Not scheduled for publication until next year, a leaked report by the United Nations’ Intergovernmental Panel on Climate Change (IPCC) presents evidence that fear-mongering over the magnitude of global warming may be a little too ambitious.
The preliminary report, which is available for download online, was leaked this month by an individual directly involved in the agency’s review process. After sifting through the analysis, critics found a chart comparing four separate temperature models, each of which has overstated temperature rises that the Earth has actually realized.
“Temperatures have not risen nearly as much as almost all of the climate models predicted,” Dr. Roy Spencer, a climatologist at the University of Alabama in Huntsville, told Fox News January 28. “Their predictions have largely failed, four times in a row... what that means is that it's time for them to re-evaluate.”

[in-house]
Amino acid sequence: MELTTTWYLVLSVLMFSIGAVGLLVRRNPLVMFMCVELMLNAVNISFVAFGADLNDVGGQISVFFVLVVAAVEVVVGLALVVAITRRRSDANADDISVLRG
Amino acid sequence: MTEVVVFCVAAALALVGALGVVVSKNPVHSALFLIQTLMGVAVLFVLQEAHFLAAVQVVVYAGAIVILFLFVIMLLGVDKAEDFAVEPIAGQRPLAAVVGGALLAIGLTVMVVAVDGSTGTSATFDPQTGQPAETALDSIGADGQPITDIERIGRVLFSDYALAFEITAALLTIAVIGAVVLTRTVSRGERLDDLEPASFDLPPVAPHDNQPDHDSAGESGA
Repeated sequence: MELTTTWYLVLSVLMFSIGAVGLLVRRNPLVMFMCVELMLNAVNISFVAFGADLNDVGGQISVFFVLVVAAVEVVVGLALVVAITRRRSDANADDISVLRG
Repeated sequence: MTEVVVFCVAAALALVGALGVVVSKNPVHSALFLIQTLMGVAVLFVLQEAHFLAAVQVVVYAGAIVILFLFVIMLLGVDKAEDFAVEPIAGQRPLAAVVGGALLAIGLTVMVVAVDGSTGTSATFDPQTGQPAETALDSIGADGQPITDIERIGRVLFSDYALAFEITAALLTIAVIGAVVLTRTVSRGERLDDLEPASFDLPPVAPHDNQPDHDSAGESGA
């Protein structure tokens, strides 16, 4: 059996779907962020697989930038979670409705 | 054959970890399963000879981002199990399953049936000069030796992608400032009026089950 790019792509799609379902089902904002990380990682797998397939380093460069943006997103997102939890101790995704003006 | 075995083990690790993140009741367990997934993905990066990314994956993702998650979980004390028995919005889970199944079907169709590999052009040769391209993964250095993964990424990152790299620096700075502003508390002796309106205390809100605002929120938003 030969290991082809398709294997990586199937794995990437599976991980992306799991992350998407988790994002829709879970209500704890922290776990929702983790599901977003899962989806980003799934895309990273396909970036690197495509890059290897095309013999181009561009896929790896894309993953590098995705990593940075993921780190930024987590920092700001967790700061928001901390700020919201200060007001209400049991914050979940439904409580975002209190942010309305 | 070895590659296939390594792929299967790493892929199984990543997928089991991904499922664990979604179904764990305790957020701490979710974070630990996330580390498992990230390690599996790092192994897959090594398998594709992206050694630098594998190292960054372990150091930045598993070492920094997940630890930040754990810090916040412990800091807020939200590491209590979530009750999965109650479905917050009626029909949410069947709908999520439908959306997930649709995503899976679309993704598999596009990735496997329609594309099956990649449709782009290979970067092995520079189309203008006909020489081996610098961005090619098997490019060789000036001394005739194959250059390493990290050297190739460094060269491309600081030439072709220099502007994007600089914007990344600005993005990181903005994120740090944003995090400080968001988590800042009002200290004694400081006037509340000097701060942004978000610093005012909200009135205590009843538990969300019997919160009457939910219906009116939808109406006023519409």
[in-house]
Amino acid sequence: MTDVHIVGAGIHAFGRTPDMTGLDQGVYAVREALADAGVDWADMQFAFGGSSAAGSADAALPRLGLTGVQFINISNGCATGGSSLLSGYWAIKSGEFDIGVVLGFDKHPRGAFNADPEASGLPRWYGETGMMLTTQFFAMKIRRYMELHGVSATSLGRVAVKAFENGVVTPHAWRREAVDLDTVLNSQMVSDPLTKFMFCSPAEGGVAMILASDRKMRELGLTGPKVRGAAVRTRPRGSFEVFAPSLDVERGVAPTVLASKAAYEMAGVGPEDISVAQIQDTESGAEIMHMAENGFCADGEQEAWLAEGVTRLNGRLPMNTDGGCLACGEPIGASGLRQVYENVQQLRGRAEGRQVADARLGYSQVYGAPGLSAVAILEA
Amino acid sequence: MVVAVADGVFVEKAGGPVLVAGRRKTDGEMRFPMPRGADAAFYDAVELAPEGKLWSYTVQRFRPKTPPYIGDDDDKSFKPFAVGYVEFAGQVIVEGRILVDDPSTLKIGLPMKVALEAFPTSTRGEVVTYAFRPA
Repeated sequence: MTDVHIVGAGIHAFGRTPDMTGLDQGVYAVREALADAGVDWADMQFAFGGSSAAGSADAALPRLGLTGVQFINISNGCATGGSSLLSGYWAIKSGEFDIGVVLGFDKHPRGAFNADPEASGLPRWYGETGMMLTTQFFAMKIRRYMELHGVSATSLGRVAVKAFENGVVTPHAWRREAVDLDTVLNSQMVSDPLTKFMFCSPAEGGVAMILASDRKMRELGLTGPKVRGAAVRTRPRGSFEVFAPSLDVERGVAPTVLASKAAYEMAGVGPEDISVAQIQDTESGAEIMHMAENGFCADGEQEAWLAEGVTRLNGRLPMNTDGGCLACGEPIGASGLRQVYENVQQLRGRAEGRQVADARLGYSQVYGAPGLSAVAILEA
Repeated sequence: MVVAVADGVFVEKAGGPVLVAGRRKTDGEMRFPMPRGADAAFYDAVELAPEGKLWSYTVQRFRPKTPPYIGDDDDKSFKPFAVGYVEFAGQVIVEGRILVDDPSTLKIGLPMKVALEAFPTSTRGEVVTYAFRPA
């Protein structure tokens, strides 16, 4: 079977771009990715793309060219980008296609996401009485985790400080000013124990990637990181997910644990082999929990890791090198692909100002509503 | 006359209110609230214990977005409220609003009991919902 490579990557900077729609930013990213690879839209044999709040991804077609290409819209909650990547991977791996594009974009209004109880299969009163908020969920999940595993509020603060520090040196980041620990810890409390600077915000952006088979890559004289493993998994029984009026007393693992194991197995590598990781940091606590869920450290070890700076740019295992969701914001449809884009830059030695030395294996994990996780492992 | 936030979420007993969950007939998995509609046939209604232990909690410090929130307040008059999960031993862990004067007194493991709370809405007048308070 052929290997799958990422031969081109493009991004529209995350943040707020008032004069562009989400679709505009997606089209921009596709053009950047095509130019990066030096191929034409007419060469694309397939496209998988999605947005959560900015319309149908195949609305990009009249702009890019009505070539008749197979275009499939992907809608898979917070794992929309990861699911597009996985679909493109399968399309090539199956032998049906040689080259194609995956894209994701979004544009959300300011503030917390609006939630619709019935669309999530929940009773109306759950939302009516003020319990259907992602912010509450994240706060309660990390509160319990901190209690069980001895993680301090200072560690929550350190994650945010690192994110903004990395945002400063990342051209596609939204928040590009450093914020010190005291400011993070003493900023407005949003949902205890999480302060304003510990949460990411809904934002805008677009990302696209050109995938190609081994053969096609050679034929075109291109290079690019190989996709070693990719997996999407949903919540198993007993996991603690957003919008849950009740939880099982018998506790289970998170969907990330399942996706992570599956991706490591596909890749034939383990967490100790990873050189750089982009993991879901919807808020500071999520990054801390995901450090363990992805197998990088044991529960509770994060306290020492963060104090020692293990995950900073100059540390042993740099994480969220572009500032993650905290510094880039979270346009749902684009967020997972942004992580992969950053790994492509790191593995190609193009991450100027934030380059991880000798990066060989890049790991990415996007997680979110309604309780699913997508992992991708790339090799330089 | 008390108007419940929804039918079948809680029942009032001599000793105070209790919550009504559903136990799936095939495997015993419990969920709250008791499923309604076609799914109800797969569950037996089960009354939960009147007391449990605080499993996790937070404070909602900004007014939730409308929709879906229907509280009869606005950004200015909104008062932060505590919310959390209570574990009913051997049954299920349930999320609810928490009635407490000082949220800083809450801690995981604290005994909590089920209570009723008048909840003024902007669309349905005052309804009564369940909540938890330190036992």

The IPCC graph highlights various midpoints reportedly validating that the Earth would warm by about 0.5 degrees Fahrenheit to 0.9 degrees Fahrenheit between 1990 and 2012. However, actual warming was significantly lower than projected, with the world warming a mere 0.28 degrees, according to IPCC data.
But other critics contend that this evidence doesn’t necessarily mean the IPCC models are wrong. “It’s important to keep in mind that there are natural short-term variations in global temperature that happen right alongside human-induced warming,” asserts Aaron Huertas, press secretary at the Union of Concerned Scientists. “For instance, it would have been impossible for the IPCC to predict if a volcanic eruption might temporarily cool the Earth, as the Mount Pinatubo eruption did in 1991.”
Huertas claims that criticisms of the IPCC report are simply “an attempt to obscure the bigger picture,” and that global warming skeptics are blowing the leaked report out of proportion. “Climate change is happening,” he insists, “it is due to human activities, and the emissions choices we make today will have the largest influence on the extent of future climate change.”
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